Tax Refund

Under a plan to temporarily expand the child tax credit (CTC), unveiled by Senate Finance Committee Chair Ron Wyden (D-OR) and House Ways and Means Committee Chair Jason Smith (R-MO), households who would benefit would see an average tax cut of $680 in 2023, according to new Urban-Brookings Tax Policy Center model estimates.

The agreement released this week also includes business tax changes and other assorted measures. TPC’s analysis of the overall bill is forthcoming.

The current CTC offers a tax break of up to $2,000 per child, with as much as $1,600 available as a refund. The credit phases in with each dollar a taxpayer earns above $2,500 annually. Low-income families typically owe little to no income tax, limiting the CTC benefits they can receive. The new proposal would phase in the credit faster for families with more than one eligible child and raise the amount of the credit available as a tax refund. TPC’s Elaine Maag discusses those policy changes in further detail here (see Options 2 and 3). The Wyden-Smith deal would also index the CTC to inflation.

The American Rescue Plan Act of 2021 (ARPA) temporarily increased the value of the CTC and made it fully refundable, allowing all households with kids to access the maximum credit amount regardless of earnings. Previous TPC analysis has shown that about 19 million children receive less than the full credit under the current CTC because their families earn too little. Attempts to reinstate the ARPA version of the CTC ran into opposition over the fiscal cost and concerns about a more generous credit reducing work incentives.

Assuming the new legislation passes in time to implement it in the upcoming filing season, most of the benefits for 2023 would go to households in the two lowest income quintiles. About half of households with children in the lowest income quintile (income below $21,000 a year) would see a tax cut from the CTC change in 2023, along with almost a quarter of households with children in the second lowest income quintile (income below $40,500 a year).

proposed changes to the child tax credit would cut taxes for about half of families in the lowest quintile and 25 percent of those in the second lowest income quintile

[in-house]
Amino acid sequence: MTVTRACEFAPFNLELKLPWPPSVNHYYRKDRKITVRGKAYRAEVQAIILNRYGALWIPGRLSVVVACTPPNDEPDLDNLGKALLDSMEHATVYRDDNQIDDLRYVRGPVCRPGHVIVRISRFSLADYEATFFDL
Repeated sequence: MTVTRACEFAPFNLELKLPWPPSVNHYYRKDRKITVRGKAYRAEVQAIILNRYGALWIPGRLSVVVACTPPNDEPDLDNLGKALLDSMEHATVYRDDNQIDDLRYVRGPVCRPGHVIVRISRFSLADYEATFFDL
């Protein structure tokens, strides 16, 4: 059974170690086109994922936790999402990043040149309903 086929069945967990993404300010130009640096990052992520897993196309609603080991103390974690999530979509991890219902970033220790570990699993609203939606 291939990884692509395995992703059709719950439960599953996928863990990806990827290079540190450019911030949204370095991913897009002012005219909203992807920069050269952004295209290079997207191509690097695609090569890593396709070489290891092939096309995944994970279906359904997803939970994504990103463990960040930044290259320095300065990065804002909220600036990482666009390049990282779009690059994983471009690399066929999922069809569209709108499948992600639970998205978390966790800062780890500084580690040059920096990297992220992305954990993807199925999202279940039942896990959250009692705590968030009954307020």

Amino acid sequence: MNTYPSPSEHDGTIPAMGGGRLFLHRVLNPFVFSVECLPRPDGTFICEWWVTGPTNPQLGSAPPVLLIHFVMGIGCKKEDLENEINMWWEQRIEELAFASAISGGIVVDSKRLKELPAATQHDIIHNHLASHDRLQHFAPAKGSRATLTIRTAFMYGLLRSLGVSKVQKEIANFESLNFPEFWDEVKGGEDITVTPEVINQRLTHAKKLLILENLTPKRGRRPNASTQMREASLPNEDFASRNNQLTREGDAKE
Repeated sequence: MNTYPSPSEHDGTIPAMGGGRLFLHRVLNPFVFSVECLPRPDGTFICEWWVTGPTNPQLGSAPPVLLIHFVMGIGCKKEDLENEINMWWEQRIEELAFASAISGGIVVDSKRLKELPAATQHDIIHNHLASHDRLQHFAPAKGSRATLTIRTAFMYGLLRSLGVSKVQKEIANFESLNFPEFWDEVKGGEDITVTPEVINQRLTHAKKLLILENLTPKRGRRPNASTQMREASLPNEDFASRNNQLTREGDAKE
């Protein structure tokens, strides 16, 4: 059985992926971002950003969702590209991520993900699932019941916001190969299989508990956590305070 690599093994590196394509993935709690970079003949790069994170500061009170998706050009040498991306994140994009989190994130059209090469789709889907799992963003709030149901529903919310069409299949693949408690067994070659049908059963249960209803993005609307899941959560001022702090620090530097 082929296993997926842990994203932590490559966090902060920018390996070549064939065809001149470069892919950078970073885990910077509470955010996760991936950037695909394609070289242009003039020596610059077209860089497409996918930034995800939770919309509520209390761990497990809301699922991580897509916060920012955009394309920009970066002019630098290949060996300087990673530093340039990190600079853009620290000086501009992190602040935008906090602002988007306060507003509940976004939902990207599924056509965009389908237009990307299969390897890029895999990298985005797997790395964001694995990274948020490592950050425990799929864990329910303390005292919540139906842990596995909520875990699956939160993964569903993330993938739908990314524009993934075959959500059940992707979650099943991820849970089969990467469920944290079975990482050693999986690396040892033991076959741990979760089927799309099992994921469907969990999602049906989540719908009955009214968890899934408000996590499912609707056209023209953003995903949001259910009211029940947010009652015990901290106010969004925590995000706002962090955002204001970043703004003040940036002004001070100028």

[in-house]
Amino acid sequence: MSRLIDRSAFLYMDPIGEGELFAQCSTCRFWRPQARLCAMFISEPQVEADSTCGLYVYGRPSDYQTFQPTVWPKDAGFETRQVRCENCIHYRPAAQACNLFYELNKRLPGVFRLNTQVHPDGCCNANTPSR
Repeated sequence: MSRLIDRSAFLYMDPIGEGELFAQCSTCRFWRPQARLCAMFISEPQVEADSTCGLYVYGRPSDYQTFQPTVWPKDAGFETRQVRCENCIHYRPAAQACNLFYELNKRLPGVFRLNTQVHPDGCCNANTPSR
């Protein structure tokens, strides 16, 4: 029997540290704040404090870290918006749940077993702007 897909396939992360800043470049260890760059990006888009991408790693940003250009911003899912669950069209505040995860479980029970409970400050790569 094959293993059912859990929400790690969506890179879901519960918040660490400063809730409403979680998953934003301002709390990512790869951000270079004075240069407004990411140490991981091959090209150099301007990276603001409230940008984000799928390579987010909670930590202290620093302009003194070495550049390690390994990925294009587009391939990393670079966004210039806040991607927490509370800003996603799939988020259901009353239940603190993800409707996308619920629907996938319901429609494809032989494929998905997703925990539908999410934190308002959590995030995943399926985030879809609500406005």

By 2025, many middle and higher-earning households would also see a tax cut, due to the provisions adjusting the CTC for inflation. However, those in the bottom two quintiles would still see more of the benefits, both as a percent change in after-tax income and in raw dollar terms.

In exchange for the CTC expansion through 2025 and changes to the low-income housing tax credit, Republicans have pushed for restoring more generous versions of business tax breaks that were temporarily implemented as part of the 2017 Tax Cuts and Jobs Act (TCJA).

When the TCJA was enacted, firms could immediately deduct investment costs for new equipment and machinery. However, that tax break has already started to phase down (it will revert to prior law at the start of 2027). The TCJA also placed limits on the ability of firms to deduct their interest expenses and now requires firms to deduct R&D expenses over several years, instead of immediately when the costs are incurred.

TPC modeled potential reforms to these business provisions in late 2022, when talks of a negotiation including the CTC first surfaced. At the time, we projected the costs of these policy changes on a permanent basis. The Wyden-Smith proposal only extends through the end of 2025, at which point all of the TCJA’s individual income tax provisions are set to expire. As more information becomes available on the new framework, TPC will publish additional analyses and model estimates.

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